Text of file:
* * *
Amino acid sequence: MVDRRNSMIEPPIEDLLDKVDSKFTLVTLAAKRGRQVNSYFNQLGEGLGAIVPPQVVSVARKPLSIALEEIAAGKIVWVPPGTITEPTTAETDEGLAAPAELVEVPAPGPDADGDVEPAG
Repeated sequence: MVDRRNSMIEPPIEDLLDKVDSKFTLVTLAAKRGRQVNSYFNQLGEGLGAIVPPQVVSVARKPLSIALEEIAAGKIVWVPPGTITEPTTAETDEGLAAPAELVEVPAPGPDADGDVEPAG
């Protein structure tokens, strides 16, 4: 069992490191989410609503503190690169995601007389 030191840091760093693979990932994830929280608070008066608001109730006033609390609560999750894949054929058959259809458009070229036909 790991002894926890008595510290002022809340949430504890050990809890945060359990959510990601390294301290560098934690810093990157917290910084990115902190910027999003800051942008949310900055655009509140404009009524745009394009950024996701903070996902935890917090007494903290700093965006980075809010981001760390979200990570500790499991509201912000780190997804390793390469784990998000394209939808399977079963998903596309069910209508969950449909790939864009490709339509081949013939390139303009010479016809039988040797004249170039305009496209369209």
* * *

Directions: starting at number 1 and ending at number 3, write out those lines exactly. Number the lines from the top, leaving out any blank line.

Amino acid sequence: MVDRRNSMIEPPIEDLLDKVDSKFTLVTLAAKRGRQVNSYFNQLGEGLGAIVPPQVVSVARKPLSIALEEIAAGKIVWVPPGTITEPTTAETDEGLAAPAELVEVPAPGPDADGDVEPAG
Repeated sequence: MVDRRNSMIEPPIEDLLDKVDSKFTLVTLAAKRGRQVNSYFNQLGEGLGAIVPPQVVSVARKPLSIALEEIAAGKIVWVPPGTITEPTTAETDEGLAAPAELVEVPAPGPDADGDVEPAG
């Protein structure tokens, strides 16, 4: 069992490191989410609503503190690169995601007389 030191840091760093693979990932994830929280608070008066608001109730006033609390609560999750894949054929058959259809458009070229036909 790991002894926890008595510290002022809340949430504890050990809890945060359990959510990601390294301290560098934690810093990157917290910084990115902190910027999003800051942008949310900055655009509140404009009524745009394009950024996701903070996902935890917090007494903290700093965006980075809010981001760390979200990570500790499991509201912000780190997804390793390469784990998000394209939808399977079963998903596309069910209508969950449909790939864009490709339509081949013939390139303009010479016809039988040797004249170039305009496209369209």